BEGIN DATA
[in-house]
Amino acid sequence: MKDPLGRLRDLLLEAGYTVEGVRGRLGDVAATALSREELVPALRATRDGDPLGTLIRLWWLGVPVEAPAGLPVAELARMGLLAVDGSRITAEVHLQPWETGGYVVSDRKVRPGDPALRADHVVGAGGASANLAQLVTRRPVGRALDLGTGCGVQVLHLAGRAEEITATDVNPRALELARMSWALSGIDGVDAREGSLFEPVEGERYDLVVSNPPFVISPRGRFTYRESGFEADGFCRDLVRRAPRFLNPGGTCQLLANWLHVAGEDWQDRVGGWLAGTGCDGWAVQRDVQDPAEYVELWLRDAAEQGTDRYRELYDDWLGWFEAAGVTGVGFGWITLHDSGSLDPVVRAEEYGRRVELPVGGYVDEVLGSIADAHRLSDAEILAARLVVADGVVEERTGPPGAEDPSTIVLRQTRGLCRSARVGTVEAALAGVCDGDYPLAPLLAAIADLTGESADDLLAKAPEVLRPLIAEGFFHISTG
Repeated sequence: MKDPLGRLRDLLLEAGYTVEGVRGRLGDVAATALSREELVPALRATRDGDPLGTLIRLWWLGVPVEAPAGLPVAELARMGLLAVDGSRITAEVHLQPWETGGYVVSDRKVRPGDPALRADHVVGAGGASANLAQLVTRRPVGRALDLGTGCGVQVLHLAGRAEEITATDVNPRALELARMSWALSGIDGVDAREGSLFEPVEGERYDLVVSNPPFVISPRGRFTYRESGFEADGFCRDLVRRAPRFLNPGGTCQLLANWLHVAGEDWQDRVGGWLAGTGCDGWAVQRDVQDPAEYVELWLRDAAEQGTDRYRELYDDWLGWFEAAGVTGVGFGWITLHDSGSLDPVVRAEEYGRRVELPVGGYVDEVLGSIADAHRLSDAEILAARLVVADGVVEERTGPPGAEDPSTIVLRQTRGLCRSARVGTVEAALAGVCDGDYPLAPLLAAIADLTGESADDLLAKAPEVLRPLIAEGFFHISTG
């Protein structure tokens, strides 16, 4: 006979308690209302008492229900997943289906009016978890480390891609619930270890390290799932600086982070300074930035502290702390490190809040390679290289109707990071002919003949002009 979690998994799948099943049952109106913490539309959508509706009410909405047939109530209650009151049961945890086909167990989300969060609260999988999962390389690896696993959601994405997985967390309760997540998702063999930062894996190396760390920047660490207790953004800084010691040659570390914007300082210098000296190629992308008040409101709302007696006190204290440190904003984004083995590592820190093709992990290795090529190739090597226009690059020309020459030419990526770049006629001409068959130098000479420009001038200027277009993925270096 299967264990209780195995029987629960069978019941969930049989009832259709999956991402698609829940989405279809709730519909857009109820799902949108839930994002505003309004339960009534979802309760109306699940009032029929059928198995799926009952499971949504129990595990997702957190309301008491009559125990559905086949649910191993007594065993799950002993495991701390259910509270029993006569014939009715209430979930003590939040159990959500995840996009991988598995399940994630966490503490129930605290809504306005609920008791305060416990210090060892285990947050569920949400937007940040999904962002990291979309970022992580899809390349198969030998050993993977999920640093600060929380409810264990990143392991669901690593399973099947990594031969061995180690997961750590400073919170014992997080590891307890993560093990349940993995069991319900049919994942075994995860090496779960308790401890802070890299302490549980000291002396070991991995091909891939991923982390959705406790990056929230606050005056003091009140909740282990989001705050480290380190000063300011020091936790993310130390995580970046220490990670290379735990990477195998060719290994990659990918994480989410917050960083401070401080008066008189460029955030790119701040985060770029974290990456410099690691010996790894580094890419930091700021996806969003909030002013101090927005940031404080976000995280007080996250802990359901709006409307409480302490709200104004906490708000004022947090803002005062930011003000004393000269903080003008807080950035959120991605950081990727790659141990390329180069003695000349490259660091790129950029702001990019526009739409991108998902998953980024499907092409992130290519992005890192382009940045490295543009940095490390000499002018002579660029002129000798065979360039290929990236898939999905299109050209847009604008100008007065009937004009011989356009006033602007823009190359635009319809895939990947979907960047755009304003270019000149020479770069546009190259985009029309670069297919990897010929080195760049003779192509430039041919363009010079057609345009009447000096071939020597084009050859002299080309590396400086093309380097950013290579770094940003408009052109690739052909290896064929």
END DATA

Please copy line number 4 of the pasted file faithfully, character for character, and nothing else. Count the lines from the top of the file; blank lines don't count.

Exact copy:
């Protein structure tokens, strides 16, 4: 006979308690209302008492229900997943289906009016978890480390891609619930270890390290799932600086982070300074930035502290702390490190809040390679290289109707990071002919003949002009 979690998994799948099943049952109106913490539309959508509706009410909405047939109530209650009151049961945890086909167990989300969060609260999988999962390389690896696993959601994405997985967390309760997540998702063999930062894996190396760390920047660490207790953004800084010691040659570390914007300082210098000296190629992308008040409101709302007696006190204290440190904003984004083995590592820190093709992990290795090529190739090597226009690059020309020459030419990526770049006629001409068959130098000479420009001038200027277009993925270096 299967264990209780195995029987629960069978019941969930049989009832259709999956991402698609829940989405279809709730519909857009109820799902949108839930994002505003309004339960009534979802309760109306699940009032029929059928198995799926009952499971949504129990595990997702957190309301008491009559125990559905086949649910191993007594065993799950002993495991701390259910509270029993006569014939009715209430979930003590939040159990959500995840996009991988598995399940994630966490503490129930605290809504306005609920008791305060416990210090060892285990947050569920949400937007940040999904962002990291979309970022992580899809390349198969030998050993993977999920640093600060929380409810264990990143392991669901690593399973099947990594031969061995180690997961750590400073919170014992997080590891307890993560093990349940993995069991319900049919994942075994995860090496779960308790401890802070890299302490549980000291002396070991991995091909891939991923982390959705406790990056929230606050005056003091009140909740282990989001705050480290380190000063300011020091936790993310130390995580970046220490990670290379735990990477195998060719290994990659990918994480989410917050960083401070401080008066008189460029955030790119701040985060770029974290990456410099690691010996790894580094890419930091700021996806969003909030002013101090927005940031404080976000995280007080996250802990359901709006409307409480302490709200104004906490708000004022947090803002005062930011003000004393000269903080003008807080950035959120991605950081990727790659141990390329180069003695000349490259660091790129950029702001990019526009739409991108998902998953980024499907092409992130290519992005890192382009940045490295543009940095490390000499002018002579660029002129000798065979360039290929990236898939999905299109050209847009604008100008007065009937004009011989356009006033602007823009190359635009319809895939990947979907960047755009304003270019000149020479770069546009190259985009029309670069297919990897010929080195760049003779192509430039041919363009010079057609345009009447000096071939020597084009050859002299080309590396400086093309380097950013290579770094940003408009052109690739052909290896064929």